One agent known to effect the presynaptic release of acetylcholine is Botulinum Neurotoxin. This neuromuscular blocking agent has been used to alleviate muscle spasm due to excessive neural activity of central origin or to weaken a muscle for therapeutic purposes. Previously, Botulinum Neurotoxin has been found effective and safe for the symptomatic treatment of blepharospasm, strabismus, hemifacial spasm, adductor spasmodic dystonia, spasmodic torticollis, and oromandiular dystonia. Other previously known clinical uses for Botulinum Neurotoxin include detrusor sphincter dyssynergia of the bladder and writer's cramp.
Other investigators are known to be studying the use of the treatment of various disorders, including: focal and segmental limb dystonias, abductor spasmodic dystonia, stuttering, vocal and other tremors, urinary and anal sphincter dysfunction, and the dynamic deformities of cerebral palsy.
The bacterium, Clostridium Botulinum, is known to produce at least seven, A-G, serologically distinct toxins with potent neuroparalytic activity. Serotype A is commercially available and, at least, serotypes B and F are undergoing experimental trials to assess their clinical usefulness and safety. Although antigenically distinct, the seven known toxins have a common structure. The active form, i.e. the form which possesses neuromuscular paralyzing activity, of these toxins is composed of a light chain and a heavy chain linked together by a disulfide bond. The heavy chain determines the binding specificity of the molecule and the light chain determines the toxicity of the molecule. The light chain penetrates the cellular membrane, probably by endocytosis, and acts as an intracellular toxin. It is conceivable that manipulation of the polypeptides of the heavy chain might alter the binding specificity of the molecule and enable a more specific, less clinician dependent, delivery of the toxin to a desired site.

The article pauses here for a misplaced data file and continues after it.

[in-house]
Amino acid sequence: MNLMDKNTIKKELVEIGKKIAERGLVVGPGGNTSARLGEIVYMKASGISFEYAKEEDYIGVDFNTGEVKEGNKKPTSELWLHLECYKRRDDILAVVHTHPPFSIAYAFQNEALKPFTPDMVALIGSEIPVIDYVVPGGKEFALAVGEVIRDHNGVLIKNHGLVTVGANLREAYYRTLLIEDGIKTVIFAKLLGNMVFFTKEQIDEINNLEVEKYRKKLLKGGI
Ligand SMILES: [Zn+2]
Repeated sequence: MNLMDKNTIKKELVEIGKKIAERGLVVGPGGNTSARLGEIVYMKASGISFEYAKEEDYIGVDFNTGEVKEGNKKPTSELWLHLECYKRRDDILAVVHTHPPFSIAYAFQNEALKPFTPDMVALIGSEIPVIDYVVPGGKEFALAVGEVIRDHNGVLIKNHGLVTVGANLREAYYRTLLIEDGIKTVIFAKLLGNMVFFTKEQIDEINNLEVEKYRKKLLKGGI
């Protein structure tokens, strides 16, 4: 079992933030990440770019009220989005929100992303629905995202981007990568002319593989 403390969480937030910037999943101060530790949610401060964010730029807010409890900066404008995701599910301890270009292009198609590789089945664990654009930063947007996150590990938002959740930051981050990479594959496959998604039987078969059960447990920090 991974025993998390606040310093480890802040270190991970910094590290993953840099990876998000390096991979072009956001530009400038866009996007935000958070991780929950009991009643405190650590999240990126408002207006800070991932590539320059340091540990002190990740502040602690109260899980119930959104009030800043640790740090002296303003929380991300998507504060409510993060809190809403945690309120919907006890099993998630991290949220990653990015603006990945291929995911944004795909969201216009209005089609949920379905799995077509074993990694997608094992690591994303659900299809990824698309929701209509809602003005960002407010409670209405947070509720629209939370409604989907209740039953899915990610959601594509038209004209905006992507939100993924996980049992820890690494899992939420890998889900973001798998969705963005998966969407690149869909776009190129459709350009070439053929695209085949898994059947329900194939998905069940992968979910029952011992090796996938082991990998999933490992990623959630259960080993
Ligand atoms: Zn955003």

The previous clinical indications for the use of Botulinum Toxin, as outlined in the National Institutes of Health Consensus Development Conference Statement, Nov. 12-14, 1990, (NIH Statement), were categorized as uses for Ophthalmic Disorders, Neurologic Disorders, Voice and Speech Disorders, Adductor Spasmodic Dysphonia, Abductor Spasmodic Dysphonia, and Stuttering and Vocal Tremor.
The NIH Statement noted that "safety for use during pregnancy or lactation has not been established". Specific contraindications were noted to be allergy to the drug, infection at the site of injection and inflammation at the site of injection. The exact cause of the development of antibodies is unclear but may be related to the administration of more than 300 units within a 30 day period or to low body weight of the recipient. Several complications are site specific and usually are related to weakness in the injected or adjacent muscles, e.g. transitory fecal incontinence was reported in some patients treated for anismus.